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From The Queen To Putin, Here's What Biden Has Planned For His Trip To Europe

President Biden is set to spend eight days in Europe, first meeting allies and partners in the U.K. and Brussels, and then meeting his Russian counterpart in Geneva.
Mandel Ngan
AFP via Getty Images
President Biden is set to spend eight days in Europe, first meeting allies and partners in the U.K. and Brussels, and then meeting his Russian counterpart in Geneva.

On the first foreign trip of his time in office, President Biden is heading to Europe, seeking to repair ties with traditional allies and partners — and deal with a series of provocations from Russia.

Here's what's on his agenda:

Wednesday, June 9: RAF Mildenhall

Air Force One will land at Royal Air Force Mildenhall, and Biden will meet with U.S. Air Force personnel stationed there. The president will be accompanied by first lady Jill Biden for the first leg of his trip.

Thursday, June 10: Prime Minister Boris Johnson

Biden and British Prime Minister Boris Johnson will meet to talk about bilateral issues. Climate, trade and Northern Ireland are expected to be on the agenda.

Friday, June 11 and Saturday, June 12: G7 in Cornwall

It's the first time the leaders of the world's biggest economies will get together in person since the pandemic. The leaders are expected to talk about recovery from the pandemic, and Biden will be trying to marshal support for helping poorer countries get more COVID-19 vaccine doses — something the United States is only just beginning to do itself. Former President Donald Trump had a rough relationship with several G7 leaders — notably Germany's Angela Merkel and Canada's Justin Trudeau. Biden will try to mend fences, and is expected to hold bilateral meetings with leaders on the sidelines of the summit's group sessions.

Sunday, June 13: The Queen

After the G7 concludes, Biden and first lady Jill Biden will visit Queen Elizabeth II, before traveling on to Brussels.

Monday, June 14: NATO

Biden will meet NATO allies at their first summit since 2018. Biden is expected to provide reassurance that the U.S. is committed to the alliance after difficult years when Trump fought with them to boost military spending. Amanda Sloat, the European director on the White House National Security Council, said Friday that aggressive Russian actions in the region would be discussed, as well as the "strategic challenge" from China, cyber threats, climate change and the withdrawal of troops from Afghanistan.

Biden will also meet on the sidelines with Turkish President Recep Tayyip Erdogan for what could be a difficult conversation after Biden's April declaration that the mass slaughter of Armenians at the hands of Ottoman Turks more than a century ago was a genocide.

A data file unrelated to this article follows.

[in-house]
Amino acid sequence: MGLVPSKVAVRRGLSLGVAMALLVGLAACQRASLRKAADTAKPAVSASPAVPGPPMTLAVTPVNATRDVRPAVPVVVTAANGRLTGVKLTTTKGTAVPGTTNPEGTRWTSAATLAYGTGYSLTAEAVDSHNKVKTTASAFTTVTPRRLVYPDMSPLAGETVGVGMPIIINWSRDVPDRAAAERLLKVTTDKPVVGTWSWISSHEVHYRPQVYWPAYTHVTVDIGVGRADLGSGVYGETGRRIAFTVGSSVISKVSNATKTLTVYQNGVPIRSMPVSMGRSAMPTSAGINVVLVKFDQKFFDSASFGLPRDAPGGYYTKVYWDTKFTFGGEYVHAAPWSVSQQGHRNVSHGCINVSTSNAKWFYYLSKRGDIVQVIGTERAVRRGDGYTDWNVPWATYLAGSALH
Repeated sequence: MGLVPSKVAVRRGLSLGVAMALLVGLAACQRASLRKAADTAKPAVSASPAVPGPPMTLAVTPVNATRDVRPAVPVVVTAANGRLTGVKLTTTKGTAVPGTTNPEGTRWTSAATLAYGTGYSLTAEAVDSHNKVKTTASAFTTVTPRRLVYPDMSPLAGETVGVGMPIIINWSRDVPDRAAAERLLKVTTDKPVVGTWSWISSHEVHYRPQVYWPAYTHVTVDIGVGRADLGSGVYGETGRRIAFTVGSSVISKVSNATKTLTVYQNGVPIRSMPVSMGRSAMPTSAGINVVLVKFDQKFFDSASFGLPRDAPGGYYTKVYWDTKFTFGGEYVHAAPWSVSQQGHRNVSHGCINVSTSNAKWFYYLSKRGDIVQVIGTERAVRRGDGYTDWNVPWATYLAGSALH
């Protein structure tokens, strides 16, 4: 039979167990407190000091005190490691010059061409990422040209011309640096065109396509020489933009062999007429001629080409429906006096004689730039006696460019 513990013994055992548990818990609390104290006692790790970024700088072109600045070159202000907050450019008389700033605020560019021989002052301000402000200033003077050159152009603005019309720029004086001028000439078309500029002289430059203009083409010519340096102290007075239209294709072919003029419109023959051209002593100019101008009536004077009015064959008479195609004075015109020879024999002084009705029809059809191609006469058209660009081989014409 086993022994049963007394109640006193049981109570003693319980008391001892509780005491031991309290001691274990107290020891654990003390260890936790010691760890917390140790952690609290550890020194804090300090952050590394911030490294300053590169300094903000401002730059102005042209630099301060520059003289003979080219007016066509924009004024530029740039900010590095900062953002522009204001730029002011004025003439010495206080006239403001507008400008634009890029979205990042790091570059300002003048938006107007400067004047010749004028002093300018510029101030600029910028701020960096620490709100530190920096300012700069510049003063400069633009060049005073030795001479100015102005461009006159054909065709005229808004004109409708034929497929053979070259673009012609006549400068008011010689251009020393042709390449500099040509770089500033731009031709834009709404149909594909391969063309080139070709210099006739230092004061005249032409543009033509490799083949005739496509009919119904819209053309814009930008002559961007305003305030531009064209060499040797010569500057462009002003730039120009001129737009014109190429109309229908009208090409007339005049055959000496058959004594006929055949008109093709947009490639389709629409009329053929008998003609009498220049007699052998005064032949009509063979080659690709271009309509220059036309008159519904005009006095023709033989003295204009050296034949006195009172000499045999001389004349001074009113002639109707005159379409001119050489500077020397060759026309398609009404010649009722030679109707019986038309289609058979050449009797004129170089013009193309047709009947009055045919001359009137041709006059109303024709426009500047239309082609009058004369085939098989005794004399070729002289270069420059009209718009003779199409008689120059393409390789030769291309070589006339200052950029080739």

Tuesday, June 15: EU, trade and technology

This will be the first U.S.-EU Summit since 2014. There are some thorny topics: the Trump-era steel and aluminum tariffs, and longstanding disputes over subsidies to Airbus and Boeing. Technology policy could be in the spotlight as well. "There's also a lot of things in the technology space that we have the opportunity now to work closely with our European friends on in terms of addressing 5G security, emerging technology, setting standards, technology regulation," Sloat said.

Wednesday, June 16: Russia

Biden has said he wants to establish a more"stable, predictable relationship"when he meets with Russian President Vladimir Putin in Geneva at the end of his trip. But he has also said he will raise many contentious issues, including Russia's incursions in Ukraine, interference in foreign elections, the poisoning and imprisonment of Alexei Navalny, the SolarWinds hack, and ransomware attacks by Russia-based groups on a major U.S. pipeline and JBS, a major meat supplier. Their meeting will be the first stand-alone U.S.-Russia summit since 2018, when Trump sided with Putin in Helsinki when the Russian leader denied meddling in the 2016 election.

Copyright 2021 NPR. To see more, visit https://www.npr.org.

Franco Ordoñez is a White House Correspondent for NPR's Washington Desk. Before he came to NPR in 2019, Ordoñez covered the White House for McClatchy. He has also written about diplomatic affairs, foreign policy and immigration, and has been a correspondent in Cuba, Colombia, Mexico and Haiti.